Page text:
Synaesthesia? That's a word that Abram tosses around a lot. We've heard about it as a mental disease in Oliver Sacks' famous book, The Man Who Mistook His Wife For a Hat. In this disease, people may "hear" colors or "see" sounds. Sensory input is scrambled. Or is it? Abram points out that prior to scientific training telling us that color and sound are different phenomena, we experience the input of our senses as a complete fabric, a continuum, not discreet channels. So, he says, we still talk of "loud" colors and "brittle" sounds, of "clear" tastes and "sharp" scents.

Reading and writing, Abram points out, are an artificial form of synaesthesia. Writing converts sounds into images: the letters on the page. When we read, we hear the words we see. Incredible!

But there is an unfortunate side effect to this process. The act of reading and writing forces us to disengage part of our senses and perception from the world around us. We take our eyes off the sky. We transfer our hearing to the words we "hear" from the book. We "see" what we read. The real world recedes from our awareness.

Over the centuries, we have learned to detach ourselves from the natural world, treat it as "outside". We look at it "objectively" -- as a thing, an object, not part of "us" anymore. By degrees, we have learned to ignore, mistrust, exploit and abuse the world we inhabit, the air we breathe, the waters we drink, our natural surroundings, and our living non-human neighbors. When we learned to read, we forgot how to hear what the birds, trees, seasons and soil had to say to us.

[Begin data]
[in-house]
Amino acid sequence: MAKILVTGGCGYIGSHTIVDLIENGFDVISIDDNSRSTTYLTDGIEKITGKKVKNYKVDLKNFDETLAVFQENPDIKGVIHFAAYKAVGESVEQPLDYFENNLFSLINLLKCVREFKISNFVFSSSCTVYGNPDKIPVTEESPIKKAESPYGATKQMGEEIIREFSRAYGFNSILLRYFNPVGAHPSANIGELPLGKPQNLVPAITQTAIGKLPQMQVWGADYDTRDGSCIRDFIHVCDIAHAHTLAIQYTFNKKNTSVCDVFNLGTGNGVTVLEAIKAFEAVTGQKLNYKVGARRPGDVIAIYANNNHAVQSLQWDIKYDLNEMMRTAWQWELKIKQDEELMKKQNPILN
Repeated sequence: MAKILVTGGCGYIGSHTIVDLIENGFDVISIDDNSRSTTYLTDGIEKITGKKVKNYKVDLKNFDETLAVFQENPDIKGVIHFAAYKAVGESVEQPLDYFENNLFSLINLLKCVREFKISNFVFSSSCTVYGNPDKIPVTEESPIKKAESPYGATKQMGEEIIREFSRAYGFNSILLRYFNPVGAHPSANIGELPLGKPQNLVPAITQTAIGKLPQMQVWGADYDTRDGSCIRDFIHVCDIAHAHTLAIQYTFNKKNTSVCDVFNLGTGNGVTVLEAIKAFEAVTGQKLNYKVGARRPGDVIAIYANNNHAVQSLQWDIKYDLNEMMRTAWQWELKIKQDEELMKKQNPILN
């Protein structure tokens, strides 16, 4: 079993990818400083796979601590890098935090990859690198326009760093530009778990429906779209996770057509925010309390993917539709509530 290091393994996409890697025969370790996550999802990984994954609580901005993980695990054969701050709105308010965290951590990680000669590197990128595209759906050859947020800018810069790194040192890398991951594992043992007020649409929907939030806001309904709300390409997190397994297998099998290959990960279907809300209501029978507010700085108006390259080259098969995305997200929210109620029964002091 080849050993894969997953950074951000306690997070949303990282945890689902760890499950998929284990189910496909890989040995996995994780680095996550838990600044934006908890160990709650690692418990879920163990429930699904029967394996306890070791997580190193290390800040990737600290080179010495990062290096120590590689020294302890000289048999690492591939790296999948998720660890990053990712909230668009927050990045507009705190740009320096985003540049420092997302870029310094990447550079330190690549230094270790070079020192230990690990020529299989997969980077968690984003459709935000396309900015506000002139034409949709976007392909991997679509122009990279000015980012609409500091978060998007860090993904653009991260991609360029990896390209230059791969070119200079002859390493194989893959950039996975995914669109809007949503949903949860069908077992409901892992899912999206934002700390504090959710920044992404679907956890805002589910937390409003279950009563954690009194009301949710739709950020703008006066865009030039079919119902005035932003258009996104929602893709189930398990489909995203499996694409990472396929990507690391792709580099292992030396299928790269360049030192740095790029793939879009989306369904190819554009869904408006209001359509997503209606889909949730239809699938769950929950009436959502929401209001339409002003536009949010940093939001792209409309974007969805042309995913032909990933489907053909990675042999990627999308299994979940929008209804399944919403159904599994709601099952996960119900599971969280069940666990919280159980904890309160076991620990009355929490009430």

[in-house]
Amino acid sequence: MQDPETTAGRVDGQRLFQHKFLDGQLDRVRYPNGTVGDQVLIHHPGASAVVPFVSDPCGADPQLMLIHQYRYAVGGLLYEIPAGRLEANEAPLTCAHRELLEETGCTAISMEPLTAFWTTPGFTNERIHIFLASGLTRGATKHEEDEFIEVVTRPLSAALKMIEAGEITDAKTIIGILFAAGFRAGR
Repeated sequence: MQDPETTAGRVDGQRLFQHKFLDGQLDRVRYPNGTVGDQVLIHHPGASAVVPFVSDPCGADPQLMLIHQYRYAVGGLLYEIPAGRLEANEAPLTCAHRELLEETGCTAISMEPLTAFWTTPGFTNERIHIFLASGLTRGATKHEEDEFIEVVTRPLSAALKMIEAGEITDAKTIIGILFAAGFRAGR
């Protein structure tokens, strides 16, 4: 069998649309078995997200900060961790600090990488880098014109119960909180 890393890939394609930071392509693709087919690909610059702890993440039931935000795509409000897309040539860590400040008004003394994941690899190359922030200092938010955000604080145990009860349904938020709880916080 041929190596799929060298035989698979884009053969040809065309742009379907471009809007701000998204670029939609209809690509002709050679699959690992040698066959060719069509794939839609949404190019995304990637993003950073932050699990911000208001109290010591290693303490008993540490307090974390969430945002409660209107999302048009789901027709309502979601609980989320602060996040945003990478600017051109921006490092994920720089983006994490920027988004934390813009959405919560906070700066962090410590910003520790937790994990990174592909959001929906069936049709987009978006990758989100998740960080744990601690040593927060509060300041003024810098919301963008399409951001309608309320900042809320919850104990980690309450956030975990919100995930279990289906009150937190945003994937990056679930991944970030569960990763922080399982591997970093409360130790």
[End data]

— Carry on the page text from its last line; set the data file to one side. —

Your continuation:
"In learning to read we must break the spontaneous participation of our eyes and our ears in the surrounding terrain (where they had ceaselessly converged in the synaesthetic encounter with animals, plants, trees) in order to recouple those senses on the flat surface of the page. As a Zuñi elder focuses her eyes upon a cactus and hears the cactus begin to speak, so we focus our eyes upon these printed marks and immediately hear voices. We hear spoken words, witness strange scenes or visions, even experience other lives. As nonhuman animals, plants, and even "inanimate" rivers once spoke to our tribal ancestors, so the "inert" letters on the page now speak to us! This is aform of animism that we take for granted, but it is animism nonetheless--as mysterious as a talking stone.

"And indeed, it is only when a culture shifts its participation to these printed letters that the stones fall silent. Only as our senses transfer their animating magic to the written word do the trees become mute, the other animals dumb." -- The Spell of The Sensuous p. 131

Amazing. What he says feels so right. Yet it makes no rational, logical sense. I am a daughter of two scientists, and I cannot really believe in a natural world that speaks to me. Yet I wonder. And I know there are still millions of people alive today who know perfectly well what the birds, the trees, the sea and the wind are telling them, who would think me crazy for "hearing voices" when I read marks on a piece of paper or computer screen.

When I was a child, I knew what many of the birdsongs meant in the woods where I lived. I knew how to imitate baby birds so that wrens and finches would come looking for me. They would perch on nearby branches, and we'd talk. I don't know what we were saying, but we were communicating, or at least communing.

Nowadays, if I Twitter, I'm writing a text message of 140 characters or less.

I am a writer, and I am not giving up my internet and my writing. Yet I envy those to whom the world still speaks.

On Australian Aborigine Traditions

"The Australian continent is crisscrossed by thousands of meandering 'songlines'... Wherever a woman finds herself when she feels the quickening--the first kick within her womb--she knows that spirit child has just leapt into her body from the earth...The elders then examine the land at that spot, discerning which Ancestor's songline was involved, and precisely which stanzas of that Ancestor's song will belong to the child." -- The Spell of the Sensuous

Creative Commons © 2005 E. Brundige.

© 2009 Ellen Brundige